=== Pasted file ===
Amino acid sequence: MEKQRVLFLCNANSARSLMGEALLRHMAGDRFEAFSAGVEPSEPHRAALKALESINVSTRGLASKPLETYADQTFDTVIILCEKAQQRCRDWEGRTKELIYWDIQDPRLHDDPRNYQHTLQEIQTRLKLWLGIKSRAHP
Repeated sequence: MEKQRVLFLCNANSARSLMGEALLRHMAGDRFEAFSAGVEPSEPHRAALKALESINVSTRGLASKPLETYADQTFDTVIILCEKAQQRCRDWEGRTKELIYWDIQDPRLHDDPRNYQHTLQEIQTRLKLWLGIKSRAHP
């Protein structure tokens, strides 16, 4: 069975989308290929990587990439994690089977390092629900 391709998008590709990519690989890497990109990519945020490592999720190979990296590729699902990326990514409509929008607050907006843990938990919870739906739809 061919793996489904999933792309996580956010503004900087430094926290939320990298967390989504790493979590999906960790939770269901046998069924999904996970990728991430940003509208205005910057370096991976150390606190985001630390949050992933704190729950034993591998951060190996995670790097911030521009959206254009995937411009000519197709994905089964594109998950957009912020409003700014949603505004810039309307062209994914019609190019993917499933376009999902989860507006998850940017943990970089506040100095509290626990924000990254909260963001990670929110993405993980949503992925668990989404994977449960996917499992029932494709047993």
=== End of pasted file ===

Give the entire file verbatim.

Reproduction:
Amino acid sequence: MEKQRVLFLCNANSARSLMGEALLRHMAGDRFEAFSAGVEPSEPHRAALKALESINVSTRGLASKPLETYADQTFDTVIILCEKAQQRCRDWEGRTKELIYWDIQDPRLHDDPRNYQHTLQEIQTRLKLWLGIKSRAHP
Repeated sequence: MEKQRVLFLCNANSARSLMGEALLRHMAGDRFEAFSAGVEPSEPHRAALKALESINVSTRGLASKPLETYADQTFDTVIILCEKAQQRCRDWEGRTKELIYWDIQDPRLHDDPRNYQHTLQEIQTRLKLWLGIKSRAHP
């Protein structure tokens, strides 16, 4: 069975989308290929990587990439994690089977390092629900 391709998008590709990519690989890497990109990519945020490592999720190979990296590729699902990326990514409509929008607050907006843990938990919870739906739809 061919793996489904999933792309996580956010503004900087430094926290939320990298967390989504790493979590999906960790939770269901046998069924999904996970990728991430940003509208205005910057370096991976150390606190985001630390949050992933704190729950034993591998951060190996995670790097911030521009959206254009995937411009000519197709994905089964594109998950957009912020409003700014949603505004810039309307062209994914019609190019993917499933376009999902989860507006998850940017943990970089506040100095509290626990924000990254909260963001990670929110993405993980949503992925668990989404994977449960996917499992029932494709047993």